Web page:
Boy am I tired. My father’s surgery went well and I was home in time to catch Striker’s soccer game this evening. They’re 11-0 now, thank you very much.
…one of the main things I want to say this morning is that we as Christians must learn how to celebrate Easter properly. We in the West aren’t good at this. I was talking to somebody over coffee who had been, for several years, living in Greece, and we were agreeing that the Eastern Orthodox do their Easter celebrations much better than we do in the West. We know how to do Lent, the forty days of fasting. Many in my denomination are taking Ash Wednesday more seriously; we’ve got purple banners and goodness knows what. And we have Lent courses for this and that; it’s a serious time and we take it seriously. Then we get to Palm Sunday, and we do the whole thing with donkeys and processions and palm crosses and so on. Then we go through Holy Week with special services. We sing the great Bach Passions, some of the finest music ever written. And we come to the Great Three Days and we do Passover meals and other Maundy Thursday activities. Then we have more processions on Good Friday, carrying the cross and following the cross and preaching the cross, and even in some traditions, kissing the cross.
Let me say, we do well to do all this. To follow Jesus through those final days of his public career, to ponder the way of sorrow and suffering, his sad journey into the “far country.” You can’t miss all that out and hope to understand and believe and know the love of Christ which passes knowledge. The way of the cross is the only way to go.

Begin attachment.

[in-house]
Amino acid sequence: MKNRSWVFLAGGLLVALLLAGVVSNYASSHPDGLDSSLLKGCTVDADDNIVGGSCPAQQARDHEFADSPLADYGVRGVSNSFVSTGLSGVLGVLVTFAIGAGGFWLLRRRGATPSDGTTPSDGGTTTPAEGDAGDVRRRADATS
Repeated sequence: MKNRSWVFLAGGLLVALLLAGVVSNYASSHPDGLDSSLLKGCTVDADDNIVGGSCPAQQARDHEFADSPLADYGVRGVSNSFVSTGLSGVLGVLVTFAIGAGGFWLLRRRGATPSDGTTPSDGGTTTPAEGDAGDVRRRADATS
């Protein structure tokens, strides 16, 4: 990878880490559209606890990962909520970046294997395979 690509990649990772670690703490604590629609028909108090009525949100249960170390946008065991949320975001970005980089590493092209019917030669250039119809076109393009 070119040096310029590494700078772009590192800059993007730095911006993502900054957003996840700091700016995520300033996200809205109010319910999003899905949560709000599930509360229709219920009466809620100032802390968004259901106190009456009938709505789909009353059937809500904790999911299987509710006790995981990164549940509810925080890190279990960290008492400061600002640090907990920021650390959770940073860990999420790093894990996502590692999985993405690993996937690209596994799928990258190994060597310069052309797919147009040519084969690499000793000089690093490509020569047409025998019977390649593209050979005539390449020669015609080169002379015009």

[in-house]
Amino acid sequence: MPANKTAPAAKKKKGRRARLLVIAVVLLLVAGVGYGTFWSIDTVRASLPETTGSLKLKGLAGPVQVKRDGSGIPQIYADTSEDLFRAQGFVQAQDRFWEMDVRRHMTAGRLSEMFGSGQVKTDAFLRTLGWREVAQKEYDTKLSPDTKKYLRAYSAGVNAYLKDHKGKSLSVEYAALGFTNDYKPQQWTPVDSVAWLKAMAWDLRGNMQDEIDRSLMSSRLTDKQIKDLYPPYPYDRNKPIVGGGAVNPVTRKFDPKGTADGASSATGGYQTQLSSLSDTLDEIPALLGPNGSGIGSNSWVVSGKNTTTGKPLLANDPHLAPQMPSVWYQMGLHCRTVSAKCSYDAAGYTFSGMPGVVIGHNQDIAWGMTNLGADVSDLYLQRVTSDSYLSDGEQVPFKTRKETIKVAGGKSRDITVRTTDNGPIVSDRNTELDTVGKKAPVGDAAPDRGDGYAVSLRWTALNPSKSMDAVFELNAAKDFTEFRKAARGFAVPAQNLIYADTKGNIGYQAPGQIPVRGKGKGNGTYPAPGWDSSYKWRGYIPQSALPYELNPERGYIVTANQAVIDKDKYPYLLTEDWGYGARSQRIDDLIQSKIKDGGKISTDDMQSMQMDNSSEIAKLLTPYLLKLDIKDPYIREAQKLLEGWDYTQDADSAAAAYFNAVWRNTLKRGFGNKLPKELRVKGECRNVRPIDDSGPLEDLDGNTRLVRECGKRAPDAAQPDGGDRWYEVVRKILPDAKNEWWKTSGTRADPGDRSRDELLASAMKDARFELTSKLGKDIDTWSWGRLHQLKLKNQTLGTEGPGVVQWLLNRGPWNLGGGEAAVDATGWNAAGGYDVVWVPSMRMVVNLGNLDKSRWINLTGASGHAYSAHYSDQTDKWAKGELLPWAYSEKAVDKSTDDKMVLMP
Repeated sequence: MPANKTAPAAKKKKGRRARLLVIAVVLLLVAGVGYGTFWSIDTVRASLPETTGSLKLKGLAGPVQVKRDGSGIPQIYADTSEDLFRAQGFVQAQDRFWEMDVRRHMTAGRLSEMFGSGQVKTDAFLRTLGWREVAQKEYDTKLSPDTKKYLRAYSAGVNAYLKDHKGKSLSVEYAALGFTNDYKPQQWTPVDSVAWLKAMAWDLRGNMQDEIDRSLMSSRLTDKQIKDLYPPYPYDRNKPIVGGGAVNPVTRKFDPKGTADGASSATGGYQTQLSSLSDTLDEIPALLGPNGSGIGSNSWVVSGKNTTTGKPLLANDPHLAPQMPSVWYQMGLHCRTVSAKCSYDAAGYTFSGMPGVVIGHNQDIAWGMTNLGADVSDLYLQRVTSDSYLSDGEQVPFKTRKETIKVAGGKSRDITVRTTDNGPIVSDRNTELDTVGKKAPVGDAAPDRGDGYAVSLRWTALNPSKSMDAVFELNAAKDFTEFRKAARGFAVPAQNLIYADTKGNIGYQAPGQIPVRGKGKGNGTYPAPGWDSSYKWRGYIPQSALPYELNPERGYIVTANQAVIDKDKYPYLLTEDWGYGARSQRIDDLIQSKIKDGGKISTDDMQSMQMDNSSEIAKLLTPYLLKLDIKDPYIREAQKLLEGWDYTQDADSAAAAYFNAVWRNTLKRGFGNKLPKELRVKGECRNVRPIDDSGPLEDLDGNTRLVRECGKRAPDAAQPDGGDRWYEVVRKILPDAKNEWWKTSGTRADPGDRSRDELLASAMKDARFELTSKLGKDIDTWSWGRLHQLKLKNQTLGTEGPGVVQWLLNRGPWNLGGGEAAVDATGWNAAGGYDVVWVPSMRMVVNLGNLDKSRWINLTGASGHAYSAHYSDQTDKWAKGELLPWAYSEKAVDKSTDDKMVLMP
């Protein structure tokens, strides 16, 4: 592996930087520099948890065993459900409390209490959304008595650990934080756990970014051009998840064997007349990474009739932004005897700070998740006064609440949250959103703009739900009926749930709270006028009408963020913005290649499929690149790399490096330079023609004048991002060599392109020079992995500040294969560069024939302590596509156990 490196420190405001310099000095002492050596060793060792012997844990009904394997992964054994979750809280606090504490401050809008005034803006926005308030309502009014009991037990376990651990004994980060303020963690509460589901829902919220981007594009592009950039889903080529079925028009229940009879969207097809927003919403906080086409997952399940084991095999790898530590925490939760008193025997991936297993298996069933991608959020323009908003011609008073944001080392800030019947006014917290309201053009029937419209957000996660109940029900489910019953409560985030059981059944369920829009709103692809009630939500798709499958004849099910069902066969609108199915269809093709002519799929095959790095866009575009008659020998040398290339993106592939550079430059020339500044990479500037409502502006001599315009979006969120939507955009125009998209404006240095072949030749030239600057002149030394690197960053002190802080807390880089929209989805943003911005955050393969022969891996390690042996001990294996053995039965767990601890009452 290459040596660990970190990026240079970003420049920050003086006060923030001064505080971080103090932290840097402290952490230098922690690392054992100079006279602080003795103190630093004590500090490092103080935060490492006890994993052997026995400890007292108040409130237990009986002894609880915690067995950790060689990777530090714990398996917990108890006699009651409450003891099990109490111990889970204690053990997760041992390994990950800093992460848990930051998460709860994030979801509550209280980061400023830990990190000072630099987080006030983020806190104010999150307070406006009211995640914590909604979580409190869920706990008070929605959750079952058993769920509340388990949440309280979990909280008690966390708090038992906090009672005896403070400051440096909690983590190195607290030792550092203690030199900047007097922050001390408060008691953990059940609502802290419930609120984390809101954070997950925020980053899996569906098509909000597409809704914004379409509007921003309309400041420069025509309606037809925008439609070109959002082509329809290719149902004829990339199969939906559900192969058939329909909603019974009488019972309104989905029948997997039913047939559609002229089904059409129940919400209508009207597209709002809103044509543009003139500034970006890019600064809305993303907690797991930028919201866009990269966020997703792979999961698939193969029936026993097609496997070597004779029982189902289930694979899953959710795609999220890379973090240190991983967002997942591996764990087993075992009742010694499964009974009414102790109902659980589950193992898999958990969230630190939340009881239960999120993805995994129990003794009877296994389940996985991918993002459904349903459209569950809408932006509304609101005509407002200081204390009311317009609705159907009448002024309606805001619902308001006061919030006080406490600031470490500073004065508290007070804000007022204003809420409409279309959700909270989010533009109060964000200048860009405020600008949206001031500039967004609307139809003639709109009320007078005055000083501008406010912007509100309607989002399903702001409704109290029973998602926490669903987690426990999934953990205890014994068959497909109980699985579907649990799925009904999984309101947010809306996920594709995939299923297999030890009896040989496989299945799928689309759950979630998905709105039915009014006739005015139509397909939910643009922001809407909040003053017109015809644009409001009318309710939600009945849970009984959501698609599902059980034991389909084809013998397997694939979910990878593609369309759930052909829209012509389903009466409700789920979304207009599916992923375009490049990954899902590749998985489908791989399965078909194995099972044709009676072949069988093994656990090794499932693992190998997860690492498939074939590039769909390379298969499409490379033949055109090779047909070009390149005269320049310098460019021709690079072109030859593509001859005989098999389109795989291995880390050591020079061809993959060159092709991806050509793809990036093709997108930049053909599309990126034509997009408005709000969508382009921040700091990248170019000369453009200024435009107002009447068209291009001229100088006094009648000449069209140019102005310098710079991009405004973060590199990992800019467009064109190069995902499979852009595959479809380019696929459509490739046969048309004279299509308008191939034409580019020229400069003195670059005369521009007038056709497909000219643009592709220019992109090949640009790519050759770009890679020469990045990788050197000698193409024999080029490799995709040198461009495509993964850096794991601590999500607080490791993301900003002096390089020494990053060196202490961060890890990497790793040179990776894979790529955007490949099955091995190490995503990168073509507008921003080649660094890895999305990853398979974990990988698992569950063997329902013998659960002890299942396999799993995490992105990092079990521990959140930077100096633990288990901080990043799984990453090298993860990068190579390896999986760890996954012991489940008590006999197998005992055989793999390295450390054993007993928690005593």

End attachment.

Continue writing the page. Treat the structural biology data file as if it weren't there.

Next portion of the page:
But my friends, we are Easter people! We stand on resurrection ground. Easter is not only our greatest party (much greater by the way than Christmas—whatever you do on Christmas you ought to do ten times as much at Easter); Easter is the only reason we are here at all! St. Paul says in 1Corinthians, “If Christ is not raised, your faith is futile and you are still in your sins.” Without Easter, Jesus of Nazareth would be a curious historical footnote. Without Easter, the world would still be divided into waiting Jews and puzzled pagans.
So why, when we get to Easter Day, do we not celebrate wildly, lavishly, gloriously, at great length, and with studied disregard for normal propriety?
I don’t know how you do it here, but in my tradition today, alas, after forty days of Lenten fasts, and three days of deep and serious concentration on the meaning of the cross, we have precisely one morning of Easter festivities. And then people disappear, exhausted by the rigors of Holy Week, the clergy go on holiday, and the only celebration that is left is eating up the remains of the chocolate Easter eggs!
No, we should make Easter a forty-day celebration. If Lent is that long, Easter should be at least that long, all the way to Ascension. We should meet regularly for Easter parties. We should drink champagne at breakfast. We should renew baptismal vows with splashing water all over the place. And we should sing and dance and blow trumpets and put out banners in the streets. And we should invite the homeless people to parties and we should go around town doing random acts of generosity and celebration. We should be doing things which would make our sober and serious neighbors say, “What is the meaning of this outrageous party?”
The entire sermon (Resurrection and the Calling of the Christian) is available as an MP3 file here.